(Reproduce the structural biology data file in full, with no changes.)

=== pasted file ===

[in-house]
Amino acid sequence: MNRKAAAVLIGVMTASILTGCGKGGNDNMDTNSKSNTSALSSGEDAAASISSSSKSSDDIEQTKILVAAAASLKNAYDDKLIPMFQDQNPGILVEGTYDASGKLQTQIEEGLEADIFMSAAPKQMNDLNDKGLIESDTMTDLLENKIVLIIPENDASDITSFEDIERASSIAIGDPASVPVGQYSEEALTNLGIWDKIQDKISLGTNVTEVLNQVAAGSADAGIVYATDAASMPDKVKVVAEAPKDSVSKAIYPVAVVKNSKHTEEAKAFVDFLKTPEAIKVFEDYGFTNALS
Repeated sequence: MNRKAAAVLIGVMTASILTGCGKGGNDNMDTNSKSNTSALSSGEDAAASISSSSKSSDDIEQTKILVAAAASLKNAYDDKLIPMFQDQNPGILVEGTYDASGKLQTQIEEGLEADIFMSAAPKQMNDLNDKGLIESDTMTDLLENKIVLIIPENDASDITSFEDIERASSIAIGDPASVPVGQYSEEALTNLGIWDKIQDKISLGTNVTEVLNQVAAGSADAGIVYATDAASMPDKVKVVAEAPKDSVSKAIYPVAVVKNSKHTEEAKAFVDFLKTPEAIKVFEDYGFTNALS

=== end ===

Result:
[in-house]
Amino acid sequence: MNRKAAAVLIGVMTASILTGCGKGGNDNMDTNSKSNTSALSSGEDAAASISSSSKSSDDIEQTKILVAAAASLKNAYDDKLIPMFQDQNPGILVEGTYDASGKLQTQIEEGLEADIFMSAAPKQMNDLNDKGLIESDTMTDLLENKIVLIIPENDASDITSFEDIERASSIAIGDPASVPVGQYSEEALTNLGIWDKIQDKISLGTNVTEVLNQVAAGSADAGIVYATDAASMPDKVKVVAEAPKDSVSKAIYPVAVVKNSKHTEEAKAFVDFLKTPEAIKVFEDYGFTNALS
Repeated sequence: MNRKAAAVLIGVMTASILTGCGKGGNDNMDTNSKSNTSALSSGEDAAASISSSSKSSDDIEQTKILVAAAASLKNAYDDKLIPMFQDQNPGILVEGTYDASGKLQTQIEEGLEADIFMSAAPKQMNDLNDKGLIESDTMTDLLENKIVLIIPENDASDITSFEDIERASSIAIGDPASVPVGQYSEEALTNLGIWDKIQDKISLGTNVTEVLNQVAAGSADAGIVYATDAASMPDKVKVVAEAPKDSVSKAIYPVAVVKNSKHTEEAKAFVDFLKTPEAIKVFEDYGFTNALS